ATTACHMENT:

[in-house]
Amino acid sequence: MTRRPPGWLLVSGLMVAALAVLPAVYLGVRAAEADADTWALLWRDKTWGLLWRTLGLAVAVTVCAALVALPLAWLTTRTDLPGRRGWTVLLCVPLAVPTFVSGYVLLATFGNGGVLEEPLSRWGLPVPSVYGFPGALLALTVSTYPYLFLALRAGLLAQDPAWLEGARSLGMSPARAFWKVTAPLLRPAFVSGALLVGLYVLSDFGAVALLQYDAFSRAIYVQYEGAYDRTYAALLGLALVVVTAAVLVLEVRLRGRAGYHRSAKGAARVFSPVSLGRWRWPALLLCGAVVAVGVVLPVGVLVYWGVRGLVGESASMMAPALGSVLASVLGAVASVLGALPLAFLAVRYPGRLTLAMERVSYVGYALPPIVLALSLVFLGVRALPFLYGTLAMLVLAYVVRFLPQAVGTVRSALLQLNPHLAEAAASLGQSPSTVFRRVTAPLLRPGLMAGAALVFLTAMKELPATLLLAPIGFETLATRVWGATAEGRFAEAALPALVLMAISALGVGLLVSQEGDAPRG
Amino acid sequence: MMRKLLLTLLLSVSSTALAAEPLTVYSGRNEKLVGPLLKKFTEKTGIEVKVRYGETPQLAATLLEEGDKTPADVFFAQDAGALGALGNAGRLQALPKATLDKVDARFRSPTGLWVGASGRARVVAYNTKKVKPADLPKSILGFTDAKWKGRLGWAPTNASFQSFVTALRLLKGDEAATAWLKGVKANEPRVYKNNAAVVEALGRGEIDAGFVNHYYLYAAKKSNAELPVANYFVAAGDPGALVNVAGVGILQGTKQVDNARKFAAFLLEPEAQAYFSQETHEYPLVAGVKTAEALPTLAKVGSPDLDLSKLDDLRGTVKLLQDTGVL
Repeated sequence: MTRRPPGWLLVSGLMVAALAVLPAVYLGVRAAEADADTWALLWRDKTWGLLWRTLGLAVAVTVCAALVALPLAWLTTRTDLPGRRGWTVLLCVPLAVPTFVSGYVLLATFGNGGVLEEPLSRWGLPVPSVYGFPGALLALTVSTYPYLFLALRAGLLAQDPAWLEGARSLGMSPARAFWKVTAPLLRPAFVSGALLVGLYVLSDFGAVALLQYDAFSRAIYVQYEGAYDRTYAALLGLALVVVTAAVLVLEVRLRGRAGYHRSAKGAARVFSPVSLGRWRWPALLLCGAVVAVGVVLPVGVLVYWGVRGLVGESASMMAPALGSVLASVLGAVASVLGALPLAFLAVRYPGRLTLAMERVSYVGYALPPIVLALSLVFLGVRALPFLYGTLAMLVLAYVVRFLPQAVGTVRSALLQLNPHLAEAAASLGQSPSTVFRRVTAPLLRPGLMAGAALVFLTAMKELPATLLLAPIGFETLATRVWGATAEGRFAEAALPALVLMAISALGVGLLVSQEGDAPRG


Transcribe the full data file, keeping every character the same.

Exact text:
[in-house]
Amino acid sequence: MTRRPPGWLLVSGLMVAALAVLPAVYLGVRAAEADADTWALLWRDKTWGLLWRTLGLAVAVTVCAALVALPLAWLTTRTDLPGRRGWTVLLCVPLAVPTFVSGYVLLATFGNGGVLEEPLSRWGLPVPSVYGFPGALLALTVSTYPYLFLALRAGLLAQDPAWLEGARSLGMSPARAFWKVTAPLLRPAFVSGALLVGLYVLSDFGAVALLQYDAFSRAIYVQYEGAYDRTYAALLGLALVVVTAAVLVLEVRLRGRAGYHRSAKGAARVFSPVSLGRWRWPALLLCGAVVAVGVVLPVGVLVYWGVRGLVGESASMMAPALGSVLASVLGAVASVLGALPLAFLAVRYPGRLTLAMERVSYVGYALPPIVLALSLVFLGVRALPFLYGTLAMLVLAYVVRFLPQAVGTVRSALLQLNPHLAEAAASLGQSPSTVFRRVTAPLLRPGLMAGAALVFLTAMKELPATLLLAPIGFETLATRVWGATAEGRFAEAALPALVLMAISALGVGLLVSQEGDAPRG
Amino acid sequence: MMRKLLLTLLLSVSSTALAAEPLTVYSGRNEKLVGPLLKKFTEKTGIEVKVRYGETPQLAATLLEEGDKTPADVFFAQDAGALGALGNAGRLQALPKATLDKVDARFRSPTGLWVGASGRARVVAYNTKKVKPADLPKSILGFTDAKWKGRLGWAPTNASFQSFVTALRLLKGDEAATAWLKGVKANEPRVYKNNAAVVEALGRGEIDAGFVNHYYLYAAKKSNAELPVANYFVAAGDPGALVNVAGVGILQGTKQVDNARKFAAFLLEPEAQAYFSQETHEYPLVAGVKTAEALPTLAKVGSPDLDLSKLDDLRGTVKLLQDTGVL
Repeated sequence: MTRRPPGWLLVSGLMVAALAVLPAVYLGVRAAEADADTWALLWRDKTWGLLWRTLGLAVAVTVCAALVALPLAWLTTRTDLPGRRGWTVLLCVPLAVPTFVSGYVLLATFGNGGVLEEPLSRWGLPVPSVYGFPGALLALTVSTYPYLFLALRAGLLAQDPAWLEGARSLGMSPARAFWKVTAPLLRPAFVSGALLVGLYVLSDFGAVALLQYDAFSRAIYVQYEGAYDRTYAALLGLALVVVTAAVLVLEVRLRGRAGYHRSAKGAARVFSPVSLGRWRWPALLLCGAVVAVGVVLPVGVLVYWGVRGLVGESASMMAPALGSVLASVLGAVASVLGALPLAFLAVRYPGRLTLAMERVSYVGYALPPIVLALSLVFLGVRALPFLYGTLAMLVLAYVVRFLPQAVGTVRSALLQLNPHLAEAAASLGQSPSTVFRRVTAPLLRPGLMAGAALVFLTAMKELPATLLLAPIGFETLATRVWGATAEGRFAEAALPALVLMAISALGVGLLVSQEGDAPRG